Facebook ads can generate awareness, bring in leads, and convert prospects … but only you can get them approved.
In our 2020 “Not Another State of Marketing Report,” we found that more than one in three marketers listed Facebook ads as their best performer in terms of ROI. That’s a higher ratio than Google Paid Search or Instagram.
Over 3 million businesses used Facebook’s advertising platform in 2020 and 78% of American consumers say they’ve discovered products on Facebook in the past. Whether you’re already one of them, or if you’re just getting started on Facebook advertising, understanding Facebook’s ad approval process is paramount to success.
Below, we identify the common causes for rejection, what you can do if your ad is rejected, and some best practices to follow to ensure success.
How to Get a Facebook Ad Approved
In theory, Facebook’s approval process is straightforward:
- Submit an ad that adheres to Facebook’s advertising guidelines. New and edited ads will both go through the same review process.
- Facebook reviews ads using a combination of bots and manual reviewers.
- Your ad is either approved or denied. You’ll be notified when the decision is made, and ads that were approved will go live.
However, the review process in step two can seem like a bit of a black box. What points do Facebook’s approval team take into account while doing reviews? How long will this process take? Let’s take a closer look at the review process, and what you can do to ensure your ad makes it through.
How long does Facebook’s ad review process take?
Most ads are reviewed within 24 hours, according to Facebook’s Advertising Policy, and you’ll receive an email or notification with the results of the review. However, it’s not uncommon for ad review to take up to a few days. That’s why it’s important to plan ahead and try to follow the rules.
- New ad campaigns tend to get reviewed for longer. However, if you have a long history of publishing ads successfully, you’ll see your review time shorten.
- Ads are manually reviewed, so if more people are submitting ads for review, there can be a longer wait time. Expect to wait longer during holiday seasons.
- If you’ve submitted an ad to go live as soon as possible, it will be published as soon as the review process is complete and the ad is approved.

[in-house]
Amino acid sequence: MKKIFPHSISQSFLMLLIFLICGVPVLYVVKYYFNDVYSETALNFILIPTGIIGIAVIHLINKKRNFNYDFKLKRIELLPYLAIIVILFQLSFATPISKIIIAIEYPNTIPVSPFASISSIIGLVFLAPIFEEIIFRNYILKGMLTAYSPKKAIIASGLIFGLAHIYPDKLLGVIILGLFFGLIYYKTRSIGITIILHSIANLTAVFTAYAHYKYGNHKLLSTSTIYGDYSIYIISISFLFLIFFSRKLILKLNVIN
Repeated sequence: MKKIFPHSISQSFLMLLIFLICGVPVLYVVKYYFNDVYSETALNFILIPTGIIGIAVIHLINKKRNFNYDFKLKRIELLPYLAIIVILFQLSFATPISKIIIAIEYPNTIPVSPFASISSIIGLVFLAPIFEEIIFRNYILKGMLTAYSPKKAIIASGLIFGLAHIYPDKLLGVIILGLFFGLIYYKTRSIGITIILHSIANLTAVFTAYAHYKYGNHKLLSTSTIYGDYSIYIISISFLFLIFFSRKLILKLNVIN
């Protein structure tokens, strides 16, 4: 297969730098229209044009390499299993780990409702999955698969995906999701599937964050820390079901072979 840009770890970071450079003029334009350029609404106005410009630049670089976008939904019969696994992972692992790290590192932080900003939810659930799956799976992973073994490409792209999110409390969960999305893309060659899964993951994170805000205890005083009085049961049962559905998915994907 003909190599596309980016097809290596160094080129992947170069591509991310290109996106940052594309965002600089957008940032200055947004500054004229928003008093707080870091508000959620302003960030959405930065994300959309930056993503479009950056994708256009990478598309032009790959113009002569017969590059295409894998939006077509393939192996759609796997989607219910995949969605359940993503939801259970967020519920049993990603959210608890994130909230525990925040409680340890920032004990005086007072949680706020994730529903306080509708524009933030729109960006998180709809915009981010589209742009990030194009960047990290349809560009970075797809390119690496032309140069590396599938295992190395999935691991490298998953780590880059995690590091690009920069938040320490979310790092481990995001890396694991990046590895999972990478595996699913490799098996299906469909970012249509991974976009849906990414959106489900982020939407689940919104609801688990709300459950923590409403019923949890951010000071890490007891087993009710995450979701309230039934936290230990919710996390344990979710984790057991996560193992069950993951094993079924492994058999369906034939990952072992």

Why was my Facebook ad not approved?
There are many reasons why Facebook rejects an ad, including:
- Selling products not allowed on Facebook (tobacco, illegal products or services, weapons, etc …).
- Making sensational claims, using click-bait, or promoting misinformation.
- Ads not following Facebook’s advertising guidelines, such as branding requirements and text restrictions.
- Disruptive or low quality content that negatively impacts a Facebook user’s experience.
Fortunately, you don’t need to figure out the reason for the rejection yourself. If your ad is rejected, you can review the reason for the rejection and either request another review or edit your ad to fit within Facebook’s policies. To review your ad status, or request an appeal, head to the Account Quality page in your Facebook account.
Four Common Reasons for Rejected Facebook Ads
A number of Facebook’s advertising policies can be confusing at first glance. Let’s break down these common reasons for rejections to understand how you can get your ad approved faster.
1. There’s too much text on the image.
Facebook’s ad policy states that your image may not have text over 20% of the area. While it may be tempting to try and fit more information into your image, remember that a picture is worth a thousand words.
Images are more engaging than text-based ads and result in higher click-through rates. Even if it wasn’t a Facebook policy, we’d recommend reducing the amount of text on your ads.
2. Landing pages are not functional.
Your ad copy is not the only thing that matters when it comes to getting your ad approved. Facebook also examines the landing page to which you’re sending people. If the landing page is substantially different from what you’re advertising, you can expect your ad to be rejected.
Resist the temptation to be overly clever and pull a bait-and-switch with your ads (i.e., advertising to lose the dead weight and linking to a divorce attorney’s site). Your landing page URL should also be reflective of the copy on the page.